Seth Peake, 15 going on 35, a musical prodigy and an extremely well-adjusted gay school-boy, blossoms artistically and romantically during a summer music festival; and a police inspector, Maude Faithe, a lesbian who’s let her sexuality slip in importance in recent years, discovers it again during her investigation into a bizarre series of burglaries of the homes of astrologists and popular fortune tellers and their soon to be announced prophecy of global importance. Seth is certainly ‘out’ while Mo is definitely ‘in’; as she is about her profession: she’s secretive of her sexuality among her work-collegues, but even more so about her job to potential friends and especially to potential lovers.

Seth’s narrative is more satisfying if only for the characters of his mother and sister; the former a progressive thinker but still a worrier, and the latter, an underachiever who finally understands that her lack of interest in sex is her own affair and her anxiety is solely due to her younger brother’s success at it even if he is underage.

The title is intriguing and there are cute little references to ‘pig’ and ‘piglets’ as euphemisms for members of the constabulary, although more benign than one might expect; and subtle inferences to the adynaton, ‘if pigs could fly.’ It would be a mistake to read too much into this; a memorable title need not be anything but a memorable title; but, of course, it means whatever you think it means.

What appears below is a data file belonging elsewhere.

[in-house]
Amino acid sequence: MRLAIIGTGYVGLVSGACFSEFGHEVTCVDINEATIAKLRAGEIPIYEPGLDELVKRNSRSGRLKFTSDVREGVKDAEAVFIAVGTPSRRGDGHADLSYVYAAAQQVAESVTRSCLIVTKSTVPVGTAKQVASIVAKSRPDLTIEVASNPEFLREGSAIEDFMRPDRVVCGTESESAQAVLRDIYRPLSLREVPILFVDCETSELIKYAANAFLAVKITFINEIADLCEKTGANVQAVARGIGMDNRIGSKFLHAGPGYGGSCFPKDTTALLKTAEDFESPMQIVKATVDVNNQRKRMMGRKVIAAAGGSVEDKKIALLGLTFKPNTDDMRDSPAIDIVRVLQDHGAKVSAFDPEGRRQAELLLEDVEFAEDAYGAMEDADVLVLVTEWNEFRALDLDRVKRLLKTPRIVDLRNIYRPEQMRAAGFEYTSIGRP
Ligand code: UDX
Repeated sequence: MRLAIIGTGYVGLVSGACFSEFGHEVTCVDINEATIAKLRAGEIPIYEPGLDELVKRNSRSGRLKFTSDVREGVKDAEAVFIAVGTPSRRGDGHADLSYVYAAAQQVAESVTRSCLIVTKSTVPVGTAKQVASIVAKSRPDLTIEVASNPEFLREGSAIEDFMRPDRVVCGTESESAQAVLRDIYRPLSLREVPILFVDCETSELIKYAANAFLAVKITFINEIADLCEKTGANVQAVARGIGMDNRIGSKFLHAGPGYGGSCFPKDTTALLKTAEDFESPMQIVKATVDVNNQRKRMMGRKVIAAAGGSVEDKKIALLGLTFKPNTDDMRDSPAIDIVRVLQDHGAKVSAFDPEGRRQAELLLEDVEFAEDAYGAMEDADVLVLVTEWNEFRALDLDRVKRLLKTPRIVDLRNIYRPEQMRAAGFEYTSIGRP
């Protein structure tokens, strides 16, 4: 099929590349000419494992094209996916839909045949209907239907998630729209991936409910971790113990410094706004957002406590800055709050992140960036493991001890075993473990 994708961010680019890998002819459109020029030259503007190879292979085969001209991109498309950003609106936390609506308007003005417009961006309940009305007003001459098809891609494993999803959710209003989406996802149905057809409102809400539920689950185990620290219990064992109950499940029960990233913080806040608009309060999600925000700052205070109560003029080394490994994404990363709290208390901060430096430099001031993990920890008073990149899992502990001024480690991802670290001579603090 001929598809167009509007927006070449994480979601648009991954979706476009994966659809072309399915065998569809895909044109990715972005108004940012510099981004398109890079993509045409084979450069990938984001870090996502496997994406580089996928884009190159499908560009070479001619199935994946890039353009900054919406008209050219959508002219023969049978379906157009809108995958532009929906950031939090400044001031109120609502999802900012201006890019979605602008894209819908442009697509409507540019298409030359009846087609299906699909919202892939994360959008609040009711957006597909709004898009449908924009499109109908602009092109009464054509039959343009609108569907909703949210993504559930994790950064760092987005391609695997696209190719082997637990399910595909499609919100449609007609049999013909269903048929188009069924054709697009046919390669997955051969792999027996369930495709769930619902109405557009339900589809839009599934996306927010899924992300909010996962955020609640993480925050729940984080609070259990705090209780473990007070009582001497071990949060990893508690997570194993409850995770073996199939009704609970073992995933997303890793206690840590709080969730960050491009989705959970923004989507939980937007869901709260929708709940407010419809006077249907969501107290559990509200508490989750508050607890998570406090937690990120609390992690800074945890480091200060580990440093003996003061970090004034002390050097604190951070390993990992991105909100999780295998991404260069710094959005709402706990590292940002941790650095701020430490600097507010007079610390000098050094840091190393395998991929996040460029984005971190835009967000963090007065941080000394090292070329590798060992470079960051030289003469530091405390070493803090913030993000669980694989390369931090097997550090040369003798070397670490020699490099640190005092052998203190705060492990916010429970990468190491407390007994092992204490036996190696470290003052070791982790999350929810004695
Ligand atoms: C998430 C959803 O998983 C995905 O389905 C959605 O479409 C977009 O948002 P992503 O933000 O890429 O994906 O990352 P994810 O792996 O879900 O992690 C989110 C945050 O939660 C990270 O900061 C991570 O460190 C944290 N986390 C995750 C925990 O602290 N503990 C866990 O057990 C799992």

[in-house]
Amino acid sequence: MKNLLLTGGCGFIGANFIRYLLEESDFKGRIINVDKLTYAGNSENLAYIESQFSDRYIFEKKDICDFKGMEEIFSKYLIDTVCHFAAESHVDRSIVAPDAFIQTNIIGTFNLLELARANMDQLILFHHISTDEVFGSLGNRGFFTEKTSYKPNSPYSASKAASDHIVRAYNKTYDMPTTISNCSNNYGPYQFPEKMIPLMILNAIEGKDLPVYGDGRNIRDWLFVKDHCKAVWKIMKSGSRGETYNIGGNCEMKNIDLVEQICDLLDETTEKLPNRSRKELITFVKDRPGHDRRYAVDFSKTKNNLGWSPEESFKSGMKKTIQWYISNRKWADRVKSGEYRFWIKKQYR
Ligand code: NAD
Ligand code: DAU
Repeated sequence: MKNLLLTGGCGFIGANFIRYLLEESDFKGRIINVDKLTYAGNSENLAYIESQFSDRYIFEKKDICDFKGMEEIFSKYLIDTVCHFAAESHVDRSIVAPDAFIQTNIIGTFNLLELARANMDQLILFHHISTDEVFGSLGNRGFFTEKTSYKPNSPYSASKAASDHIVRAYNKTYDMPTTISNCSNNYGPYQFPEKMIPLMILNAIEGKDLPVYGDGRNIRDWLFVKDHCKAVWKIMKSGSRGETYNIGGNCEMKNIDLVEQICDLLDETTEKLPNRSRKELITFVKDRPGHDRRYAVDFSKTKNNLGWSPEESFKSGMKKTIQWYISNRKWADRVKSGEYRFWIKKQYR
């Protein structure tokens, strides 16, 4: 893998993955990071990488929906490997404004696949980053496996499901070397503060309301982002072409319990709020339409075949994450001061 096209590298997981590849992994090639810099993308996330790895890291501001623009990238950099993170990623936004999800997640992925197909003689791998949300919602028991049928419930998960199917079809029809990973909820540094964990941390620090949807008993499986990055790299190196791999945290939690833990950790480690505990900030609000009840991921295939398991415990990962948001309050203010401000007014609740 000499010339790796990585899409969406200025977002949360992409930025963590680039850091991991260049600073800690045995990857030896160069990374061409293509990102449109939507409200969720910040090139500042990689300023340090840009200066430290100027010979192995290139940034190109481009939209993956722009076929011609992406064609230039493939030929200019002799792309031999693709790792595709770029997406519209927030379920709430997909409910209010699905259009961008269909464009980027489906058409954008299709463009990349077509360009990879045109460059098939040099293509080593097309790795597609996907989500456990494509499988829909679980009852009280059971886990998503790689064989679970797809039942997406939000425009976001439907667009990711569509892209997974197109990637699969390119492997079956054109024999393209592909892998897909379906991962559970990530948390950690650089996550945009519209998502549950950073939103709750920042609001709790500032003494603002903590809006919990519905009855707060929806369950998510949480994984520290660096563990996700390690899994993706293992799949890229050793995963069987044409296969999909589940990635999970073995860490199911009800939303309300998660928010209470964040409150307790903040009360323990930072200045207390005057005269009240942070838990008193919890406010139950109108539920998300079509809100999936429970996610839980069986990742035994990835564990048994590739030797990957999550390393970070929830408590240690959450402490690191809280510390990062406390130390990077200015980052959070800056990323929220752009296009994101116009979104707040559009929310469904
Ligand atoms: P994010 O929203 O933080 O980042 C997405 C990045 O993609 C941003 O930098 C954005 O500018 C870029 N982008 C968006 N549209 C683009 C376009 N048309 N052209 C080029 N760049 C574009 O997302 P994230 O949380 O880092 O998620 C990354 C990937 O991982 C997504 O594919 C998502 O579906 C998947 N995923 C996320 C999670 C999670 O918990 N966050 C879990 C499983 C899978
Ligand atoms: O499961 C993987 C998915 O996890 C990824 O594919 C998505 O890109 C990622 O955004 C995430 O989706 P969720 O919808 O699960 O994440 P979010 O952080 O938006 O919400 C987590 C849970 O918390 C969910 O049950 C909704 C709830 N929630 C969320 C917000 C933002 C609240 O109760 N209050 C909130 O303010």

If you are new to Patrick Gale why not start with this one, just like he did.

This and other Patrick Gale titles are being released in the US as e-editions through Open Road Media and you can find this title here.

http://www.openroadmedia.com/ebook/the-aerodynamics-of-pork

You can also find the book on Open Road Media’s affiliated sites:

Amazon:
https://www.amazon.com/Aerodynamics-Pork-Novel-Patrick-Gale-ebook/dp/B01FRQEVBK?ie=UTF8&SubscriptionId=AKIAIWK3GU7N4Y5GTA6Q&camp=2025&creative=165953&creativeASIN=B01FRQEVBK&linkCode=xm2&tag=httpwwwopen01-20

Barnes & Noble:
http://www.barnesandnoble.com/w/the-aerodynamics-of-pork-patrick-gale/1000208127?ean=9781504037624

Goodreads:
https://www.goodreads.com/book/show/30227509-the-aerodynamics-of-pork